Quick: name two books originally published in a language other than English that have recently shown up on bestseller lists. Okay, maybe you can name one: Love in the Time of Cholera by Gabriel García Márquez, recently picked by Oprah and opening next week as a feature film; or two: Irène Némirovsky's Suite Française. And though some of you might be saying Coelho! or Wiesel! let's face it: translated books are not atop many readers' or editors' minds these days.
According to the most recent Bowker figures, there were 4,982 translations published in the U.S., about 3% of all the books published here. And of that, fewer than 1,000 were works of literature for adults—and most of those issued from literary small presses like Green Integer and Dalkey Archive.
The reasons for our literary xenophobia are many, but surely the fact that we publish nearly 300,000 books a year (compared to the smaller European ouput) makes us more interested in selling titles than on bringing titles over here. But there's also something else: like moviegoers turned off by subtitles, most Americans would rather read about Americans in the American idiom. A function of fear or arrogance? You decide.
So it's interesting to see an anecdotal, if not tangible, shift in attitudes of late. Consider the unusually large number of Kurdish-, Pakistani- and African-themed novels that garnered buzz and sales at Frankfurt. Consider: the New York Times recently started the Reading Room, a book club blog, with the first book under discussion being Knopf's new translation of War and Peace. Consider: on November 8, the day before the 24th annual Miami Book Fair begins, BEA is cosponsoring a day of panels on the translation market. (Full disclosure: I'm moderating one of those panels and, in a former life, I translated several works from Spanish.) Consider: Grove Atlantic's big book of the winter is Night Train to Lisbon, a translation (from the German) of a novel by a Swiss-born author that has sold two million copies worldwide.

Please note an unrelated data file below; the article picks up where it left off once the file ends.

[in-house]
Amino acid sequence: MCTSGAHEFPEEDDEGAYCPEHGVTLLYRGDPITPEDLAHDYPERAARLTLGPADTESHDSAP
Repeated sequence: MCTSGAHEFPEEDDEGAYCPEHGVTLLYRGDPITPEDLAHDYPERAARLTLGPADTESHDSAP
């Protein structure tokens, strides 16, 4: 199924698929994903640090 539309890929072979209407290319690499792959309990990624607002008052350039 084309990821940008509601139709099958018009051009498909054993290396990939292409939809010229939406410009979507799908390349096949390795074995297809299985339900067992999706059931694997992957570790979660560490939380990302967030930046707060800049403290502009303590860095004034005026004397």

None of this means that the American publishing industry is suddenly embracing the commercial potential of translated books, of course. PW's international bestseller lists, after all, are filled with books that have never been and will never be heard of in the U.S. Besides, one analyst suggested that even if the 2004 number were doubled, we'd still be woefully lacking in this department. But when a relatively mainstream house like Houghton Mifflin (which has just merged with translation-heavy Harcourt) gets so fiercely behind György Dragomán's The White King, a translated novel about repression in Romania, there is cause for hope. Could the American reading public, fresh from the success of The Kite Runner and A Thousand Splendid Suns (written in English by bilingual author Khaled Hosseini, but foreign nonetheless), now be ready for a more global world view?
Me, I've become obsessed, thanks to some newspaper articles and a recent 60 Minutes profile of French president Nicolas Sarkozy. Just the other night, I met a publishing person who was reading the French playwright Yasmina Reza's take on the controversial America-loving Sarkozy—“in French,” he admitted, almost by way of apology.
“Well, do you think it would sell if published in English here?” I asked.
His answer: a mysterious, and perhaps prophetic, “We shall see.”
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